Animal Article
Beyond Body
Dog training tips and tricks
Kat dela Torre, DVM

Most of the time, how well a child behaves is a testament to how well his parents raised him-- the same goes for dogs too. Most aggressive dogs are not born with an innate level of aggression; dogs that have a tendency to attack were likely brought up in a home that did not provide the right combination of care, socialization,and discipline.

As their guardians, pet owners should make it a point to take into consideration the amount of time and money needed to properly train their pets or hire a professional to do so. When hiring somebody to professionally teach your dog, it’s advisable to discuss the trainer’s methodology and the amount of money you should set aside for the service. Some dog trainers charge by the hour, others charge for the whole course.

But if money is an issue or if you’d rather do it yourself, there are some basic guidelines to keep in mind before you and your canine trainee have a go.

To potty train your dog, you can start as early as 2 months of age. A useful tip from the American Society for the Prevention of Cruelty to Animals (ASPCA) is, the frequency (in hours) in which you take your puppy outside or to his designated area is roughly equivalent to his age. In other words, a 2-month old puppy should be taken outside every 2 hours and not longer. A puppy has a very small bladder so even if he already understands where you want him to do his “business”, his bladder might decide otherwise.

New puppies can also be taught some basic obedience as soon as he’s had the chance to adjust to his new home. Cesar Milan, known to many as the Dog Whisperer, advises to show your puppy that you’re the leader of the pack. Teaching your dog who’s in control doesn’t mean that you should make your pet be scared of you. You should teach your puppy to respect you instead.

Puppies know they’re doing what you want them to do by the tone of your voice, your body language or through the use of a clicker or a reward. Instead of punishing your puppy for doing the wrong thing, reward him when he gets it right. This is called positive reinforcement. A lot of trainers favor this method over negative reinforcement because it strengthens the bond between owner and dog. Punishing your dog can also result in training him but it may also result in having your dog become afraid of you.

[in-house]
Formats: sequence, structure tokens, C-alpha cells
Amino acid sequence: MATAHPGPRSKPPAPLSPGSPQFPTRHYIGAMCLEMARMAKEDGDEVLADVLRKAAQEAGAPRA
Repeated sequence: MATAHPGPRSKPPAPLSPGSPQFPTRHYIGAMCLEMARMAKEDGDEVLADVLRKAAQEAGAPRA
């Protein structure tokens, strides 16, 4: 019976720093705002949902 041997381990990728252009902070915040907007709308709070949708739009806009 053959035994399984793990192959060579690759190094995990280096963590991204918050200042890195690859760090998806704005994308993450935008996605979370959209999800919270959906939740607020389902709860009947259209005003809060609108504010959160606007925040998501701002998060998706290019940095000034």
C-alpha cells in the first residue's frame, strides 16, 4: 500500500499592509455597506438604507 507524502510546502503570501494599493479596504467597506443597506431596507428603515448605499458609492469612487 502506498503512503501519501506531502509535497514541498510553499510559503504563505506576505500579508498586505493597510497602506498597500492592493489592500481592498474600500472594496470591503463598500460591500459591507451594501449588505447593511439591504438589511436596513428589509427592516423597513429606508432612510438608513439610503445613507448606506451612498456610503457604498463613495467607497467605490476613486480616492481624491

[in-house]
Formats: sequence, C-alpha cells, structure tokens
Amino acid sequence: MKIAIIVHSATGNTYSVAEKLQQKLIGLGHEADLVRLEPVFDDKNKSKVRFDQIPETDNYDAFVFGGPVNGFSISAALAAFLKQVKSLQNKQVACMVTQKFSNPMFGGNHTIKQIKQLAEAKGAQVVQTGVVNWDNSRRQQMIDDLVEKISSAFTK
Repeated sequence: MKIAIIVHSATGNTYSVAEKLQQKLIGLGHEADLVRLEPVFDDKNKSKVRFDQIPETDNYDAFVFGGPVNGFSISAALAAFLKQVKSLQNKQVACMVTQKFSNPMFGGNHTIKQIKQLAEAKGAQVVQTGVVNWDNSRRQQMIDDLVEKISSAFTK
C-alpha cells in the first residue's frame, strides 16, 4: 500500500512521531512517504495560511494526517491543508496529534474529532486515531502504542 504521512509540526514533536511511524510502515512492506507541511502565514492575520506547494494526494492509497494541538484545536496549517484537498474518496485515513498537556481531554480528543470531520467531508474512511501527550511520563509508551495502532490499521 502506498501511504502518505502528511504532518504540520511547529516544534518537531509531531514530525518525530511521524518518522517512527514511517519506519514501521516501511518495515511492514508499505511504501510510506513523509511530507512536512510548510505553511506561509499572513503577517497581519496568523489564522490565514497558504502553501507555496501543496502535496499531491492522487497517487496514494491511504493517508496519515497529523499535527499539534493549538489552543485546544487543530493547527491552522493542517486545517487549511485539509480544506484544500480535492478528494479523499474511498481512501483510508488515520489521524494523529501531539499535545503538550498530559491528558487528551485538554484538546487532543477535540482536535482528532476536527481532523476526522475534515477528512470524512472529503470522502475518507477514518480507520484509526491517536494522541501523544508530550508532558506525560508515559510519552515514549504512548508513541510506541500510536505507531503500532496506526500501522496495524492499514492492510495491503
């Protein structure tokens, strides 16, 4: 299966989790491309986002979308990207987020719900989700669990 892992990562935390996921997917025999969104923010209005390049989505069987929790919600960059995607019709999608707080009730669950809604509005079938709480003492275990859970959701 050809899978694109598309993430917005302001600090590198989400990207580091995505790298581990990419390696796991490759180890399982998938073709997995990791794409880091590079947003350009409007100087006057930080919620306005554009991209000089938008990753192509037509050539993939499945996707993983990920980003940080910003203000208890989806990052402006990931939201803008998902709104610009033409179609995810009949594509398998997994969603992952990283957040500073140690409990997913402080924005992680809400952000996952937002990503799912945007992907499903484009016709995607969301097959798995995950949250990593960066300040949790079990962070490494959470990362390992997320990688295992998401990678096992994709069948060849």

In teaching basic commands, be consistent. For example, in teaching him to sit, just say “sit” without adding extra words or his name. Do not use “sit down” one minute and then say “Max, sit down” the next. Using a variety of combinations for one command will confuse your pet and most probably make it harder for him to understand what you want to be done. As soon as your dog sits (either by waiting for him to sit on his own or by gently pushing his bottom down), give him a treat, show some sign of affection, or praise him.

Always train your dog in an environment that you both feel comfortable in and will not provide potential sources of distraction. Also, remember to use a calm but firm voice when giving commands.

You can also teach your dog to sit-stay, “leave it”, heel, “play dead” and a variety of other tricks and commands. Just don’t expect your pet to learn a lot of them all at once. But once he does, ask him to do the commands regularly so he doesn’t forget.

In the beginning, keep your trainings brief, as short as a few minutes at a time. This is especially true for puppies. Gradually, you can increase sessions as your dog becomes more mature and if you see that he is having fun doing it.